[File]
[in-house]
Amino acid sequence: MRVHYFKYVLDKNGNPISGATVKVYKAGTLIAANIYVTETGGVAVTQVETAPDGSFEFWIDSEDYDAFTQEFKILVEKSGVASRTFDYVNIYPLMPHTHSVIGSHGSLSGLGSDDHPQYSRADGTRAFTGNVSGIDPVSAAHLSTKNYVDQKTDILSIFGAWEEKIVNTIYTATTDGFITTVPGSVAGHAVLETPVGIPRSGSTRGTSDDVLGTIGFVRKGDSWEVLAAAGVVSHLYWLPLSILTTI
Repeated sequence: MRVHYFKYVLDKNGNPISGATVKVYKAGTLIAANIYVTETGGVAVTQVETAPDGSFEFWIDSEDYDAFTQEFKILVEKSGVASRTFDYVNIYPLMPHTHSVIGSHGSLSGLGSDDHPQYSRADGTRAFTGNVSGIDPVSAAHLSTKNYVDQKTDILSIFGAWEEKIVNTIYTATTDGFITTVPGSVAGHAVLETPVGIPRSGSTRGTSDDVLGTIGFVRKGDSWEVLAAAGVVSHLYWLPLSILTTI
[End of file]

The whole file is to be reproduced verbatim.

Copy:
[in-house]
Amino acid sequence: MRVHYFKYVLDKNGNPISGATVKVYKAGTLIAANIYVTETGGVAVTQVETAPDGSFEFWIDSEDYDAFTQEFKILVEKSGVASRTFDYVNIYPLMPHTHSVIGSHGSLSGLGSDDHPQYSRADGTRAFTGNVSGIDPVSAAHLSTKNYVDQKTDILSIFGAWEEKIVNTIYTATTDGFITTVPGSVAGHAVLETPVGIPRSGSTRGTSDDVLGTIGFVRKGDSWEVLAAAGVVSHLYWLPLSILTTI
Repeated sequence: MRVHYFKYVLDKNGNPISGATVKVYKAGTLIAANIYVTETGGVAVTQVETAPDGSFEFWIDSEDYDAFTQEFKILVEKSGVASRTFDYVNIYPLMPHTHSVIGSHGSLSGLGSDDHPQYSRADGTRAFTGNVSGIDPVSAAHLSTKNYVDQKTDILSIFGAWEEKIVNTIYTATTDGFITTVPGSVAGHAVLETPVGIPRSGSTRGTSDDVLGTIGFVRKGDSWEVLAAAGVVSHLYWLPLSILTTI